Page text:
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December 21, 1992

ALBERT HESS, Plaintiff,

The opinion of the court was delivered by: ALFRED J. LECHNER, JR.

 LECHNER, District Judge

 This is a personal injury action brought by plaintiff Albert Hess ("Hess") against defendant Port Authority Trans-Hudson (the "Port Authority"). Currently before the court is the motion of the Port Authority to dismiss the complaint (the "Complaint"), filed 31 May 1990, *fn1" for lack of subject matter jurisdiction. *fn2"

 For the reasons set forth below, the motion to dismiss is granted.


 Hess is a citizen and resident of the State of New Jersey. Complaint, P 1. Port Authority is an agency of the States of New York and New Jersey, created by an Interstate compact to which the United States Congress assented. Moving Brief at 1; Port Authority Trans-Hudson Corp. v. Feeney, 495 U.S. 299, 301, 109 L. Ed. 2d 264, 110 S. Ct. 1868 (1990). Port Authority operates various terminal, transportation and other facilities within the statutorily-defined "Port District" of New York and New Jersey, in part through its wholly-owned subsidiary PATH Interstate Railway System ("PATH"). Moving Brief at 1.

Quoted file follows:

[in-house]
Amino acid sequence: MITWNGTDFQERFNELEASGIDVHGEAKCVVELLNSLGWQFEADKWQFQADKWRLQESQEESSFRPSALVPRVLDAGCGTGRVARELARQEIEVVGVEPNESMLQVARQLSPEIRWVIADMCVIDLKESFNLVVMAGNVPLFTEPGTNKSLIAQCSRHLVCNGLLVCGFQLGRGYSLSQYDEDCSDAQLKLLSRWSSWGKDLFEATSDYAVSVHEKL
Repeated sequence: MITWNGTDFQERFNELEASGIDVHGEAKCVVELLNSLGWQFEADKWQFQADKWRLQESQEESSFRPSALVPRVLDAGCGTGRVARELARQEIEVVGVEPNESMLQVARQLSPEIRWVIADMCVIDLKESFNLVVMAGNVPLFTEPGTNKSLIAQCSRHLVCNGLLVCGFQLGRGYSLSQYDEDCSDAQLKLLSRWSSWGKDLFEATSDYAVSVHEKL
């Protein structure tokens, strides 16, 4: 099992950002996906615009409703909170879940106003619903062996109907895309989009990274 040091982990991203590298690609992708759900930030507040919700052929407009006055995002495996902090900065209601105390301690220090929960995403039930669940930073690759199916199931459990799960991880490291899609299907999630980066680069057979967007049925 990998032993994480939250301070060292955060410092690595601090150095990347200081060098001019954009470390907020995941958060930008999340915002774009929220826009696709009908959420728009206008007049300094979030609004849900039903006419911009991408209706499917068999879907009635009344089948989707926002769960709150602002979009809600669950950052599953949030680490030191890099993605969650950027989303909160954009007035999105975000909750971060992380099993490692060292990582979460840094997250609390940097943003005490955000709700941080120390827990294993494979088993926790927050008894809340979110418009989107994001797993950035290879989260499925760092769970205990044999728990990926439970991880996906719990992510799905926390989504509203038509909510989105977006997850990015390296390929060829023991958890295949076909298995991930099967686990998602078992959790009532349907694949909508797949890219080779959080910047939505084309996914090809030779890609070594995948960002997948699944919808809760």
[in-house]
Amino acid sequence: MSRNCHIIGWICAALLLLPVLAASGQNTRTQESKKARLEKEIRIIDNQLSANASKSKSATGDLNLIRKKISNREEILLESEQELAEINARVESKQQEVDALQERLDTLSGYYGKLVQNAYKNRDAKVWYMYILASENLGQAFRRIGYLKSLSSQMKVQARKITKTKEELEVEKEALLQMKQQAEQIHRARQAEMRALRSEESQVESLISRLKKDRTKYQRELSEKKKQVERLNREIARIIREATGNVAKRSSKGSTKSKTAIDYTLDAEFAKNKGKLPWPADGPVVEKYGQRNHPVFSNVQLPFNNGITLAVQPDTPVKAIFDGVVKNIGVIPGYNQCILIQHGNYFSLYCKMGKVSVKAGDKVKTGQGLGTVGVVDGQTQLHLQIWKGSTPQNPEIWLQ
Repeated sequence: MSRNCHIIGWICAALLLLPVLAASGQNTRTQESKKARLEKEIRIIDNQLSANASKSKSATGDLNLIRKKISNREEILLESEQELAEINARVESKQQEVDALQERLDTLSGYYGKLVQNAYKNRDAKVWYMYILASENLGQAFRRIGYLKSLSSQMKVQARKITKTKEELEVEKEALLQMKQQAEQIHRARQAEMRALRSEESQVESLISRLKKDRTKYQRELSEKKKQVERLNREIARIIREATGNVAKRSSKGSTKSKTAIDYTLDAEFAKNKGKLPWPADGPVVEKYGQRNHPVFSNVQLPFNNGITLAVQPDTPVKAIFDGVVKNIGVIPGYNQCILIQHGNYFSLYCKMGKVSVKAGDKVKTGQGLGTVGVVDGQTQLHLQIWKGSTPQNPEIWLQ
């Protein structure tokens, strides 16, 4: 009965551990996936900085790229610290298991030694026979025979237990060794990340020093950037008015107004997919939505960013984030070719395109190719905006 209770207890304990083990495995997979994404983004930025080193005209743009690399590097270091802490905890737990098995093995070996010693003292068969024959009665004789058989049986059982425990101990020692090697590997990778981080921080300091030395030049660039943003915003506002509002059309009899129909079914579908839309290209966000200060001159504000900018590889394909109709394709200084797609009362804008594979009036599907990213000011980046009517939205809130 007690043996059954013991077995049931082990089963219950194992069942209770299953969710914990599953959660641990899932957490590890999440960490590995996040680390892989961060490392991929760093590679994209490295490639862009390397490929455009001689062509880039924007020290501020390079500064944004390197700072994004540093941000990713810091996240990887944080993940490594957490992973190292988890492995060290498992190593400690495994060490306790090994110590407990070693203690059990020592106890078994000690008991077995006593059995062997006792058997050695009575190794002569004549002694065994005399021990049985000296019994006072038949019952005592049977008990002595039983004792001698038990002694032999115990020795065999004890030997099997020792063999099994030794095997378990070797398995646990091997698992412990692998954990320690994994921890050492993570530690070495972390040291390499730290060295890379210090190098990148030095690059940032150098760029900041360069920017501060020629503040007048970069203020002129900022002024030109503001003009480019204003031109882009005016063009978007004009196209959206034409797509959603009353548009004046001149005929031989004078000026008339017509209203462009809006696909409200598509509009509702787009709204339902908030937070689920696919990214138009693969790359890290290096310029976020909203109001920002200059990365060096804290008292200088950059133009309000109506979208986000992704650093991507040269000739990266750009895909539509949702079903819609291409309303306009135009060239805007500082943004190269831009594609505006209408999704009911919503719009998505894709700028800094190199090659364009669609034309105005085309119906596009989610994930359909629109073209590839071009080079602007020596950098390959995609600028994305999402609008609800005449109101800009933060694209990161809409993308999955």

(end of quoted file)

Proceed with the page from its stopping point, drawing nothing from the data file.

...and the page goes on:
The facts of this lawsuit are not complex. On 29 June 1987, at approximately 6:30 a.m., Hess was injured in the course of his duties while employed by the Port Authority. Complaint, P 10. According to Hess, he was working in the engine of a commuter train proceeding from 33rd Street in New York City to Hoboken, New Jersey when, "the window in said train malfunctioned and struck [Hess'] right hand." Id. According to Hess, the accident "was caused by the negligence of [the Port Authority], its agents, servants and/or employees . . . and was due in no manner whatsoever to any act or failure to act on the part of [Hess]." Id., PP 5, 9-11.

 Hess claims that, as a result of the accident, he has sustained "soft tissue injury to the right hand; superiostela hematoma of the right hand and injury to the tissues and muscles of the righthand." *fn3" Id., P 12. Moreover, "some or all of the above injuries are or may be permanent in nature. The full extent of [Hess'] injuries are not presently known." Id. Hess also claims: